Illinois Vacation Policy

UPDATED: Sep 30, 2022

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Illinois Vacation Policy

My current company has a ‘use it or lose it’ vacation policy. We use all accrued
vacation at the end of the calendar year.

Let’s say I have 4 weeks of accrued vacation days and put my 2 weeks notice in on
December 9th, making my last day December 23rd. Would my employer have to pay
out the full 4 weeks or would they argue that the only owe me one week as I would
not have time to take the full four weeks before my last day?

Thanks in advance for your advice.

Asked on September 23, 2016 under Employment Labor Law, Illinois


SJZ, Member, New York Bar / FreeAdvice Contributing Attorney

Answered 6 years ago | Contributor

The latter: since there is no way that you could use more than 1 week at that time, they would not need to give you any credit for it. If there's only 1 week left in  the year, there's only time for 1 week of vacation.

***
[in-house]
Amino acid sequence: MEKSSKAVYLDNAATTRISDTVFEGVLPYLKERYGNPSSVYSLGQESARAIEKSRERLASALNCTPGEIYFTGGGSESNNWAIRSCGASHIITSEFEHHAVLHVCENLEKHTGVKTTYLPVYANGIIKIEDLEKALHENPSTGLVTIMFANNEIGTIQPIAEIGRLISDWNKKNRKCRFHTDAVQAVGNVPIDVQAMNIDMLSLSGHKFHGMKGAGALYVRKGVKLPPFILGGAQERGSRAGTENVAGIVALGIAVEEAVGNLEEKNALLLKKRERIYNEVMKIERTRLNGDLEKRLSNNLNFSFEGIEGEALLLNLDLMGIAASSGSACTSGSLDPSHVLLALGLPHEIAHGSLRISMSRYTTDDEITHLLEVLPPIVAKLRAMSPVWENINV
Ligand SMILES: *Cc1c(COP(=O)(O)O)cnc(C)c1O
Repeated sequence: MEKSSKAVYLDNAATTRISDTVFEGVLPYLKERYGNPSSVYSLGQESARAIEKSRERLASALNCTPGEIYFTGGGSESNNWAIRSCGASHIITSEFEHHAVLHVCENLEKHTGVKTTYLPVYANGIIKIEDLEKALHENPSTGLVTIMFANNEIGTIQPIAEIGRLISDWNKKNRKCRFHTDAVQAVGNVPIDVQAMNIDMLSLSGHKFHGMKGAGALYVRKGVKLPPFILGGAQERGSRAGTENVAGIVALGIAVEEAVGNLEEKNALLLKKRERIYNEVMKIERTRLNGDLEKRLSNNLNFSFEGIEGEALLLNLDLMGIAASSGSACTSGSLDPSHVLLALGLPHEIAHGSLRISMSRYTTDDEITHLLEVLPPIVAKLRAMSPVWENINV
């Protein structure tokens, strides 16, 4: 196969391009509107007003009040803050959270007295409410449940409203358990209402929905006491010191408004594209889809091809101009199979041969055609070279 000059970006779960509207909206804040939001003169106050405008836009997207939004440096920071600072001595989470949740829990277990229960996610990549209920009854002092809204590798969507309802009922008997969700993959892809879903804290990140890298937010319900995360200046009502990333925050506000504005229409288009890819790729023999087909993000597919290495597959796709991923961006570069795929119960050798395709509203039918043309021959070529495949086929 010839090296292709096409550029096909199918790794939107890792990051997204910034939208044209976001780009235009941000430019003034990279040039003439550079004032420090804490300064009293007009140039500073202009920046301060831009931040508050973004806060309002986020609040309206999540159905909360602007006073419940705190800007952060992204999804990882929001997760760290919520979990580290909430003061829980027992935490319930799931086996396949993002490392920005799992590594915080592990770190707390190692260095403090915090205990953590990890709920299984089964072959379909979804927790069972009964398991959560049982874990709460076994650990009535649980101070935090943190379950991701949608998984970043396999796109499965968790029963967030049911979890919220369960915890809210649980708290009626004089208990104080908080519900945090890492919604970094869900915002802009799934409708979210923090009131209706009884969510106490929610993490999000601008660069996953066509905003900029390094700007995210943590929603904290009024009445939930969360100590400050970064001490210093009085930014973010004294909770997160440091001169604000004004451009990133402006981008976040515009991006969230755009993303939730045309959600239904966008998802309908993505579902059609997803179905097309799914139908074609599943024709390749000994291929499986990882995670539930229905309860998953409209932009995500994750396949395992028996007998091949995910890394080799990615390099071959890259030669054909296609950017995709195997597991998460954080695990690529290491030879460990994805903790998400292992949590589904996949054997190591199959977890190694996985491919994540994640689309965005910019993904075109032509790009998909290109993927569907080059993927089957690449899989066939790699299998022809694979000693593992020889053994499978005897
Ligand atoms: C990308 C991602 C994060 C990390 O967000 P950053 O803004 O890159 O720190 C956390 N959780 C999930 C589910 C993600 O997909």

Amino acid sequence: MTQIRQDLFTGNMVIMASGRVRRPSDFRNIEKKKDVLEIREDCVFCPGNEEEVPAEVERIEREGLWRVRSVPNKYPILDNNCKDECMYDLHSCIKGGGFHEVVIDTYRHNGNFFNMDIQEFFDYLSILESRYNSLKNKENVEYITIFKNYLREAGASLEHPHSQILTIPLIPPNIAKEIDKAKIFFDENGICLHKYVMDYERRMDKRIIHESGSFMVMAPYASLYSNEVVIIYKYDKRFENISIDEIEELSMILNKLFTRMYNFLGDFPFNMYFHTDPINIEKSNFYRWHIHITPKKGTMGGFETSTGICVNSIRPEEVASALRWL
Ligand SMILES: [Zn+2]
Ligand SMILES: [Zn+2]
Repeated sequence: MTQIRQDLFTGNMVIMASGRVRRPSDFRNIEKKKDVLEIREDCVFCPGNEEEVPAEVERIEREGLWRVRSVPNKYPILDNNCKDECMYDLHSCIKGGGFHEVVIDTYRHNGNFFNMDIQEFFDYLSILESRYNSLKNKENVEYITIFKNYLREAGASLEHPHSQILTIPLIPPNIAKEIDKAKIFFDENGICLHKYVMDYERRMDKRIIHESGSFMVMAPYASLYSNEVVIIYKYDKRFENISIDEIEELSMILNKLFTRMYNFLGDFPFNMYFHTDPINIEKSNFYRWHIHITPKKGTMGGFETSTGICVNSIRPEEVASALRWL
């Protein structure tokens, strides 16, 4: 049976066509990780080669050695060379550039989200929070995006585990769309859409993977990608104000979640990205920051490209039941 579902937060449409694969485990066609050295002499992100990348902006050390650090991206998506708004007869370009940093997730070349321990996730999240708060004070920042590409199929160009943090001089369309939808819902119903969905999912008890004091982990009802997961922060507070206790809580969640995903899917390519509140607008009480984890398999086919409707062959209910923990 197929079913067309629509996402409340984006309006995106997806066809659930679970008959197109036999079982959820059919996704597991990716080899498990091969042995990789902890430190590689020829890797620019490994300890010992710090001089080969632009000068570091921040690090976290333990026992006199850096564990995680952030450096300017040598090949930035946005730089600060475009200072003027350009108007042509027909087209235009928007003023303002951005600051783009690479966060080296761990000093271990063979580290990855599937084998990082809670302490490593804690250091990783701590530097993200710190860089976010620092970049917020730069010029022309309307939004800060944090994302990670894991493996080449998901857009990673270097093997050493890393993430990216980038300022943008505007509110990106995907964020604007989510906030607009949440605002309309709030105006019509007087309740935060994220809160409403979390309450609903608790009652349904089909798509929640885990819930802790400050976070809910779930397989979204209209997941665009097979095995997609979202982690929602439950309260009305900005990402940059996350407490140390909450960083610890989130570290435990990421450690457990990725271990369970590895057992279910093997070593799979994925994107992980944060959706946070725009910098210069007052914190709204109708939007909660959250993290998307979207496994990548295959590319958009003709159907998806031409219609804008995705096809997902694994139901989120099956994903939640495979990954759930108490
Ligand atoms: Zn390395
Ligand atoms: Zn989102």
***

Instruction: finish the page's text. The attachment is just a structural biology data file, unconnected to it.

More importantly, though, in your state, the employer does *not* have to pay out *any* vacation on termination of employment unless it has specifially promised to do so, such as in an employment agreement; the law does not require vacation pay on termination, so it's purely a matter of whether the employer committed itself to pay it or not. (See, for example, 820 ILCS 115/2).

IMPORTANT NOTICE: The Answer(s) provided above are for general information only. The attorney providing the answer was not serving as the attorney for the person submitting the question or in any attorney-client relationship with such person. Laws may vary from state to state, and sometimes change. Tiny variations in the facts, or a fact not set forth in a question, often can change a legal outcome or an attorney's conclusion. Although has verified the attorney was admitted to practice law in at least one jurisdiction, he or she may not be authorized to practice law in the jurisdiction referred to in the question, nor is he or she necessarily experienced in the area of the law involved. Unlike the information in the Answer(s) above, upon which you should NOT rely, for personal advice you can rely upon we suggest you retain an attorney to represent you.

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